Erik Petersen of Mischief Brew has passed away
by In Memoriam

We have some terrible news to report. Erik Petersen of Mischief Brew passed away recently.

Mischief Brew was preparing for a European tour and had released This is Not for Children in 2015 via Alternative Tentacles.

Petersen became interested in punk rock as a teenager. After playing in high school bands, he formed The Orphans, his first band to release an official studio recording. The Orphans made a name for themselves in the local Philadelphia and West Chester scenes with their Germs meets skate punk style.

After the Orphans broke up, Petersen formed the short lived Kettle Rebellion, which would be a precursor to Mischief Brew. The band played a few shows before folding, but not before recording an album that would eventually be released in 2014 as Kettle Rebellion .

Petersen then began recording as an acoustic, solo artist. This project would eventually use the name Mischief Brew.

Mischief Brew's first incarnation was fairly unique for the time, blending anarcho punk with folk and medieval imagery. Eventually, the project would become a band and record acoustic and electric tracks. The band's first album was Smash the Windows , which was an almost fifty-fifty mix of anarcho punk and folk music. Then, in 2011, the band released The Stone Operation. , which was a substantial evolution for the band, finding them delving deeper into anarcho punk, using Crass and Rudimentary Peni as reference points. Their third and final full length, This is Not for Children , was released on Alternative Tentacles and again found the band evolving. This release bore the traces of the post-Crass record scene, with the clean propulsive style of bands like New Model Army.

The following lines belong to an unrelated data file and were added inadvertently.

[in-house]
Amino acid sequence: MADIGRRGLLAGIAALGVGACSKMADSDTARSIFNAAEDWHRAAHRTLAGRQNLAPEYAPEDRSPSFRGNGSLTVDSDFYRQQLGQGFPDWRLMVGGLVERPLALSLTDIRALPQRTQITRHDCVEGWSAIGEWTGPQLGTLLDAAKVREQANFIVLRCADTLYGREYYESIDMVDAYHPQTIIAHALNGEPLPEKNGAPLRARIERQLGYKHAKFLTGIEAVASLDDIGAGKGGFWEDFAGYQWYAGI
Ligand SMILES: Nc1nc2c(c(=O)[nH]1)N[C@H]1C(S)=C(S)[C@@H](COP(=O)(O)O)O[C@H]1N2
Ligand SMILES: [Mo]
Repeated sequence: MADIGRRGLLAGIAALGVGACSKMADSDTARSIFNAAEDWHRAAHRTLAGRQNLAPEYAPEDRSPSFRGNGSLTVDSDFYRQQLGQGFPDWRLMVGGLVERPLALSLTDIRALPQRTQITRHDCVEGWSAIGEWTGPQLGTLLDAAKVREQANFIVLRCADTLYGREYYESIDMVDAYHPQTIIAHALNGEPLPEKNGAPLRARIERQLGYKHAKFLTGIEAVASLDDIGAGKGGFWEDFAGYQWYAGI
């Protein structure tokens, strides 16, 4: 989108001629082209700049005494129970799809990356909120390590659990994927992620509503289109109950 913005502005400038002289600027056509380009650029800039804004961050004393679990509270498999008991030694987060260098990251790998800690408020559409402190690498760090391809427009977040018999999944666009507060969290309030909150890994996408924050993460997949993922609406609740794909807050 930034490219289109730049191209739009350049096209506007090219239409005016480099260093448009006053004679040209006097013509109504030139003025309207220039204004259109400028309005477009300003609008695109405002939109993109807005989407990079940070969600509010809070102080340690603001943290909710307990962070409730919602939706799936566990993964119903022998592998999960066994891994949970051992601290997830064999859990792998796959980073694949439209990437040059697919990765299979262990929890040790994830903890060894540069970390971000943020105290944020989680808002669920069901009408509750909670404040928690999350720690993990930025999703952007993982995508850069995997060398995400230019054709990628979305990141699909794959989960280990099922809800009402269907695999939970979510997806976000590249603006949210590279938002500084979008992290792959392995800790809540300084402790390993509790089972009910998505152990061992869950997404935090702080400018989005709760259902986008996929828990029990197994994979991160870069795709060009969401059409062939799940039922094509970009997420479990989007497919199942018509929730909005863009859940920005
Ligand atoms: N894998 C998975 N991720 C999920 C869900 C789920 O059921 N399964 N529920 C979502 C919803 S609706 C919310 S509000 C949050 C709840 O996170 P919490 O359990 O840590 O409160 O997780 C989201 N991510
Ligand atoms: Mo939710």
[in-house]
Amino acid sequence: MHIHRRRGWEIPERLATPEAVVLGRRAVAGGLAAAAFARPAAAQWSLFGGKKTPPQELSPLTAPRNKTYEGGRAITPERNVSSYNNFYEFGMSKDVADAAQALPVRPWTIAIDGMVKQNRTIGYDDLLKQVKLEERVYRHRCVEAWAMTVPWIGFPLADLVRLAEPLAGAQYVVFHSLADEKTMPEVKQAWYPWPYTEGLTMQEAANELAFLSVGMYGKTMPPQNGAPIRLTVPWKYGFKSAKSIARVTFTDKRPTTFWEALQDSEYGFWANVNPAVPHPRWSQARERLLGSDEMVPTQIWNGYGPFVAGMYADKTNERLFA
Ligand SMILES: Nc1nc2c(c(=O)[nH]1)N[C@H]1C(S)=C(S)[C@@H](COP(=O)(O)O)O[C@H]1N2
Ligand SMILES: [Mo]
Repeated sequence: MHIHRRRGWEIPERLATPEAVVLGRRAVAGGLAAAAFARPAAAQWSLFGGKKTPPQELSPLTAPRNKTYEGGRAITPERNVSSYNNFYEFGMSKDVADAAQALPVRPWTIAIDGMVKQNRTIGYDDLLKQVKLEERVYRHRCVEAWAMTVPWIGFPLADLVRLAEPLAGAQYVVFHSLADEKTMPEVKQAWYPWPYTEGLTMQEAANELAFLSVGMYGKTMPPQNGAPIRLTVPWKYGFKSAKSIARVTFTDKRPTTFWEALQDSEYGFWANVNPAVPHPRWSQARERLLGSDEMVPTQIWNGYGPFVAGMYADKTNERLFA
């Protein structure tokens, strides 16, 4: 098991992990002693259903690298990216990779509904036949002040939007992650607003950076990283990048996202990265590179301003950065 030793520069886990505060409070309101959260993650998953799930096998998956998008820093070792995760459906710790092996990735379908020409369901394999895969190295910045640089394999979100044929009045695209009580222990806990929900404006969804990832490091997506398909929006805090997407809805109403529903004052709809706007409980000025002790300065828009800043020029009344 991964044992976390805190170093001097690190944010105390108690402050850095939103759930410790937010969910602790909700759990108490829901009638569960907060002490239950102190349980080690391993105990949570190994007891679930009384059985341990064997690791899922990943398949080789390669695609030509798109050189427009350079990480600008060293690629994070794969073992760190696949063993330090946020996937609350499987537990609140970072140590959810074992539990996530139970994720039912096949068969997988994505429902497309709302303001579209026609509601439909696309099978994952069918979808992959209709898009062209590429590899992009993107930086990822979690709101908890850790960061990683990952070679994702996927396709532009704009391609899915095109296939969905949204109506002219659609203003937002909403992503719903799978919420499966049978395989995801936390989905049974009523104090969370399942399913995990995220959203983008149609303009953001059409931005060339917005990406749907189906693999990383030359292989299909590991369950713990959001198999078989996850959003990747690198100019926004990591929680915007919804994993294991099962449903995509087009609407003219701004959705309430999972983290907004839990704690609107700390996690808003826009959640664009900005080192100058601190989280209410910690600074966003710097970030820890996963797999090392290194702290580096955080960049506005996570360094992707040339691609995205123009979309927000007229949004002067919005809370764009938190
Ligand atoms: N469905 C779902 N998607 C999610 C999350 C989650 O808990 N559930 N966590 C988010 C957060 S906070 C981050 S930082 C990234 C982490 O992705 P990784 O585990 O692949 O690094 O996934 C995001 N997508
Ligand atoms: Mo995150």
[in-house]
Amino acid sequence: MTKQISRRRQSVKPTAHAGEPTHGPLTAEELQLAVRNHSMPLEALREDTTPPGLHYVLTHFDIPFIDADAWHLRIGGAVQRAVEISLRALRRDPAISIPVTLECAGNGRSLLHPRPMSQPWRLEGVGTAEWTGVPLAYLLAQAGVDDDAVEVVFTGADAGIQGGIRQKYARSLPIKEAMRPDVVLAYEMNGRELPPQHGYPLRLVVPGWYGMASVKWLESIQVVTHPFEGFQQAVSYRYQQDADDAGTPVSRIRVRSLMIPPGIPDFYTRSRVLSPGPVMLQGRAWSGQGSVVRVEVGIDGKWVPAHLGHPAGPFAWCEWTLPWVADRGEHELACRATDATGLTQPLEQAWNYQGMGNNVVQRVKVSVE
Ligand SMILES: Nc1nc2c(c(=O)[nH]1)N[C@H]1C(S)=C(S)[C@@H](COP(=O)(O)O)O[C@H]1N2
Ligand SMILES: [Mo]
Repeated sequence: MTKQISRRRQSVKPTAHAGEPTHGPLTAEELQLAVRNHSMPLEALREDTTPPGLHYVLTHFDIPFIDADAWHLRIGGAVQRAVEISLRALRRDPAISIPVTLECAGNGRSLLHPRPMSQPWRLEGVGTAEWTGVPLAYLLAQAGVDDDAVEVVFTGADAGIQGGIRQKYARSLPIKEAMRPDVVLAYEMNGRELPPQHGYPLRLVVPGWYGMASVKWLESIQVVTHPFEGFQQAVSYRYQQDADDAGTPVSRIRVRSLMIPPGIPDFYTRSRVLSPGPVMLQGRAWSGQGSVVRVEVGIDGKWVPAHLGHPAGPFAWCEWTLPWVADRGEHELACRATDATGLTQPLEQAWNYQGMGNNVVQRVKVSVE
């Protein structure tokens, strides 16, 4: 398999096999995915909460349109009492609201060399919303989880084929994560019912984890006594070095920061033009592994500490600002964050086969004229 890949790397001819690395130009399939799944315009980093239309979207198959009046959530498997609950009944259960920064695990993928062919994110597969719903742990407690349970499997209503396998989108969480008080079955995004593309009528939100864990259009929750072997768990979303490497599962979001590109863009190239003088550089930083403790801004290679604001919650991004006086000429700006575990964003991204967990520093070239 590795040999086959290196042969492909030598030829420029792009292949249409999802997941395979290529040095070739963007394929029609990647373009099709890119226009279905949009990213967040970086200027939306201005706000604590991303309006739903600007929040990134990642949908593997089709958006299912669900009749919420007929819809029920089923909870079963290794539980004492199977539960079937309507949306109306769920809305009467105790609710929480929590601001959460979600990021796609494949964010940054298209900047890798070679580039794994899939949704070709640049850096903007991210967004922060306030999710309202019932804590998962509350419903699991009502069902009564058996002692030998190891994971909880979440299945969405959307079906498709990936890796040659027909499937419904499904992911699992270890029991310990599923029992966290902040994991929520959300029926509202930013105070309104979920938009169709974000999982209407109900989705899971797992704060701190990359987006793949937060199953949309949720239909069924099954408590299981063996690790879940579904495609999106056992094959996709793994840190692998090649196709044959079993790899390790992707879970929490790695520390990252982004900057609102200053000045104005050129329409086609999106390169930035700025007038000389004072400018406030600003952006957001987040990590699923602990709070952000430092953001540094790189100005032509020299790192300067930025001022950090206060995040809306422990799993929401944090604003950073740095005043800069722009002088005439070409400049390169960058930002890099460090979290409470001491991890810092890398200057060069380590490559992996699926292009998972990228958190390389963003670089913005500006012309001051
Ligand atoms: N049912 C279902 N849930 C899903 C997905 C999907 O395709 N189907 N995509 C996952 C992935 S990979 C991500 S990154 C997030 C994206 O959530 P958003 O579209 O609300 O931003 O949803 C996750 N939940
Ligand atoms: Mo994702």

The final incarnation of the band included Shawn St. Clair, Petersen's brother Chris Petersen, as well as the occasional appearance from early member Chris "Doc" Kulp. The group also released several archival releases which documented the band between their albums, including Songs from Under the Sink and Bacchanal ‘N’ Philadelphia .

Petersen is survived by his wife Denise as well as their treasured pugs, which adorned many Mischief Brew items. The band's final show was on July 8, with Culture Shock and World/Inferno Friendship Society. You can read a statement from editor John Gentile below.

John Gentile's statement

I thought it would be nice to say a few things about Erik outside of the "news" context because he was an incredibly important figure to me. My very first band interview ever was with Erik at Philadelphia's LAVA space, an anarchist center, for now-defunct Origivation magazine. Erik was full of warmness and always seemed to shuffle a sort of impish glee with a solemn understanding of the world itself. It was a rare combination that I don't think I've ever seen in anyone else.

I had to the pleasure to interview Erik many times, and each time, found him to be a thoughtful, intelligent, gentle soul who truly lived by the golden rule. People often say "So and so was a great guy." Well, Erik really WAS a great guy and I don't know a single person who could say anything bad about him at all. He was intelligent, funny, kind, and generous. A better person you'd have a hard time finding. And his music? I, personally, will always treasure that, because it is, without a doubt, some of the greatest music, regardless of genre, that I have ever heard, ever. Erik, thank you for your friendship, generosity, insight, and creativity.

Erik Petersen, you will never be equaled.